Article by Judy Cullins.

Enjoy!

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Does your chapter sound like a report? Does it go on and on with past tense sentences that tell, rather than show?

To spice up your self help, non-fiction or fiction book and even promotional writing, you need to use much more dialogue.

Why? Because dialogue presents your story through your characters’ hearts and minds. A story engages your reader rather than bore him with too much telling. Know that present tense (I see) writing is far more powerful and readable than past tense (I saw) and the wicked past perfect (I have seen). Yes, use some past tense narrative to tell, but keep it down. Discover how dialogues will juice up each chapter and hook your readers to keep going.

If your aim your book at agents and publishers, the first action acquisition editors make is to find a section of dialogue. If it is good, they start reading the rest of your book.

It is difficult to put just the right words into dialogue–to convey character and emotion. Avoid props or tricks to be professional.
If not, forget it. If you self-publish take heed also, because you want to make your book sell in each chapter.

Tips:

1. Don’t explain your dialogue.

“You can’t be serious, she said in astonishment.” This dialogue patronizes the reader. As a bookcoach I call it lazy writing that undermines the reader involvement. You don’t want the reader to know the fact; you want her to feel the emotion.

So, show how astonished through dialogue or beat. (more on beats later) “She dropped the whisk, spattering meringue up the cupboard door. “You can’t be serious” or You’ve got to be kidding” –two examples of different characters. Readers learn about them through the dialogue. When you tell, your characters don’t come to life.

2. Don’t explain the content of the dialogue.

Stop using -ly verbs such as “I’m afraid it’s not going well,” he said grimly.” This bit explains and is condescending. Grimness can come across by what you say and do–word choice, body language, and context rather than by how you say it. Avoid those telling adverbs that end in -ly. Take out all forms of “suddenly” out of you writing.

Examples: Percy burst into the zoo keeper’s office. Their callous mistreatment was killing the wombats and she wasn’t going to stand for it.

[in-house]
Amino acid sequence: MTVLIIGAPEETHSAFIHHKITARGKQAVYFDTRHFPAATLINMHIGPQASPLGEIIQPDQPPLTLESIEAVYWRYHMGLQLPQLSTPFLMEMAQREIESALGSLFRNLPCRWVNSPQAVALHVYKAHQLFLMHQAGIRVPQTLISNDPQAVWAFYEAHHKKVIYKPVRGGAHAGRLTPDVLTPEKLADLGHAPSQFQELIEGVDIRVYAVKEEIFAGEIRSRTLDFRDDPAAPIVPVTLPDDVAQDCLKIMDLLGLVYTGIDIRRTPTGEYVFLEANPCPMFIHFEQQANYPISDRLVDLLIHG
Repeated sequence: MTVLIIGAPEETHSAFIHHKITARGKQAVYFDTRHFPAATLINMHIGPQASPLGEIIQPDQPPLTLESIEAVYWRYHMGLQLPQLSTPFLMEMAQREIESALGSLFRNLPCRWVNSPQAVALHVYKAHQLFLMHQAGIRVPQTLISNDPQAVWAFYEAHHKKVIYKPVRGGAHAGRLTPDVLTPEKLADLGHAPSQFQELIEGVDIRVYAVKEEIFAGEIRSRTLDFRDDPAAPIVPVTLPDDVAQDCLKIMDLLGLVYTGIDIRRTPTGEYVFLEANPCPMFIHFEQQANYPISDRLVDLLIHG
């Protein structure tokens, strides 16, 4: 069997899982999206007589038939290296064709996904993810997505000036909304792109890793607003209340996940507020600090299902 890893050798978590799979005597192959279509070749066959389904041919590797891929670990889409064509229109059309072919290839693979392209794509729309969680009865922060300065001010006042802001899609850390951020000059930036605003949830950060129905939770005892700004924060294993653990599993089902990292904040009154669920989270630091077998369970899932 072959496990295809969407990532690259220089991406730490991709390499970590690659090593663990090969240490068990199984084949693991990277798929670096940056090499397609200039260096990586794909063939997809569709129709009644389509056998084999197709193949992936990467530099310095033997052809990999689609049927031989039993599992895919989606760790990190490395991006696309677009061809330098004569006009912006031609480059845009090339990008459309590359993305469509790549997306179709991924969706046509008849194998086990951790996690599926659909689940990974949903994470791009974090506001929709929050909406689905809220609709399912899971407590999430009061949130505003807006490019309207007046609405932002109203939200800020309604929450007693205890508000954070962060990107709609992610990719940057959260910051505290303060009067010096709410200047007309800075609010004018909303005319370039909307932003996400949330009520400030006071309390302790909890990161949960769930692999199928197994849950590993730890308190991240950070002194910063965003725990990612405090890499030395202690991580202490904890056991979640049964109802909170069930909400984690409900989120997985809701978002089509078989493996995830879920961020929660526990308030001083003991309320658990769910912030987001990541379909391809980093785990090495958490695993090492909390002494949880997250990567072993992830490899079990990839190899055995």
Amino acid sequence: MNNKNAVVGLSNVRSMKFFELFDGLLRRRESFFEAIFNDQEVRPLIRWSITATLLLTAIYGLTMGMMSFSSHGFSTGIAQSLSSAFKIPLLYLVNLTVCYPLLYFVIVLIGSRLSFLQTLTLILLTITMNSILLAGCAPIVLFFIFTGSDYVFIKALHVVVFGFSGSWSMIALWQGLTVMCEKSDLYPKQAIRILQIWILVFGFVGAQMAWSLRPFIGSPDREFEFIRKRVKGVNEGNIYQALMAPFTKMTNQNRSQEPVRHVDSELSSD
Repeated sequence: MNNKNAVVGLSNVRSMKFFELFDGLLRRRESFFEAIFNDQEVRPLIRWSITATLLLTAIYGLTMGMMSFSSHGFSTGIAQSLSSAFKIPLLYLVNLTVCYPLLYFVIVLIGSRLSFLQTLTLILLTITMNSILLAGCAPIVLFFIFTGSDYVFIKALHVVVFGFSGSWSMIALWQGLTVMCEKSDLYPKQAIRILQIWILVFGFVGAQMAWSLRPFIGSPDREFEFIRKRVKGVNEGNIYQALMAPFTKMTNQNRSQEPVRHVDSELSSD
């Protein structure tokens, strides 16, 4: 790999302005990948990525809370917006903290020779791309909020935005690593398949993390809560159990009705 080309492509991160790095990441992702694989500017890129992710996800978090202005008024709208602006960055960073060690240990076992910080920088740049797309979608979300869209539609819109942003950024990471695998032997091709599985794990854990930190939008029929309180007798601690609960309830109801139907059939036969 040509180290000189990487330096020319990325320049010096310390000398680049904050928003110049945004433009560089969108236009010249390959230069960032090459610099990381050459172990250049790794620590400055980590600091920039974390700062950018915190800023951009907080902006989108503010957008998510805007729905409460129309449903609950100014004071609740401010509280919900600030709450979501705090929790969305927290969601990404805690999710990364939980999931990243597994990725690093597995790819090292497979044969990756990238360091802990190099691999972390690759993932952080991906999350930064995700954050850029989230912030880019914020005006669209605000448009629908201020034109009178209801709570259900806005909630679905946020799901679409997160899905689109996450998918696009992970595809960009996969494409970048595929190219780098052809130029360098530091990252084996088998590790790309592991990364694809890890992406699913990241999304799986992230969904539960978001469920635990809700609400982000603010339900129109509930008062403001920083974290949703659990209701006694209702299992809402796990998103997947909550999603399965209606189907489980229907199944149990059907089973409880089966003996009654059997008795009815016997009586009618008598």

“Is something wrong, sir?” the zoo keeper said.

“Don’t you realize you’re killing those poor innocent creatures, you heartless fascist? Percy yelled.

3. Don’t repeat unnecessary information.

You have heard about show, don’t tell and all -ly forms tell.

Condescending example: “I’m afraid it’s not going very well, “he said grimly. “Keep scrubbing until you’re are finished,” she said harshly.

“I don’t know, I can’t seem to work up the steam to do anything at all,” he said listlessly.

4. Don’t open dialogue with speaker attributions.

Writers use them only to show who is talking when more than three characters are in the scene. Open with the dialogue. Place speaker attribution at the first natural break.

Instead of Vera said, “….” Use this: “I don’t know,” he said, “I’ve always felt plungers were underrated as kitchen tools.”

5. Use the verb “said” almost without exception.

Don’t strive for variety like past teachers have suggested. Notice the bad examples ahead, and avoid them.

“Give it to me,” she demanded.
“Here it is,” he offered.
“Is it loaded?” she inquired.
“I hate to admit that,” he grimaced.
“Come closer,” she smiled.
“So you’ve changed your mind” he chuckled.

Choose “said” above all other tags. Professional use “said” because it doesn’t draw attention–a kind of comma. Not noticed, so the writing flows along like smooth jazz.

Remember, verbs other than “said” tend to draw attention away from the dialogue. They jump out as mechanics. “Said” is more like a punctuation mark–it is graceful and elegant.

6. Refer to your character by only one name in each scene.

For example, avoid Hubert said, then Mr. Winchell said, then the old man said. Readers may have a tough time figuring it out. You can use different names in later chapters.

7. Try a beat if you are troubled with saids.

For example, “I’d never thought of that before.” Roger walked over to the fridge and helped himself to a soda “But I suppose a good coat of shellac really would work just as well, wouldn’t it?”

Beats are good for more than two persons. They break the monotony of too many saids.

8. Use dashes–, not ellipses…for interruptions.

Ellipses (…) indicate a trailing off–to show gaps in dialogue such as with a telephone call.

Know that your writing misses the mark to engage your readers when you only tell them what you know. Instead, incorporate dialogue in each chapter to enliven it. Lively writing engages your reader continuously.

FOR MORE INFORMATION ON THIS ARTICLE CLICK HERE

Cheers!
Brian M Logan
ThatActionGuy.com
EMAIL ME HERE

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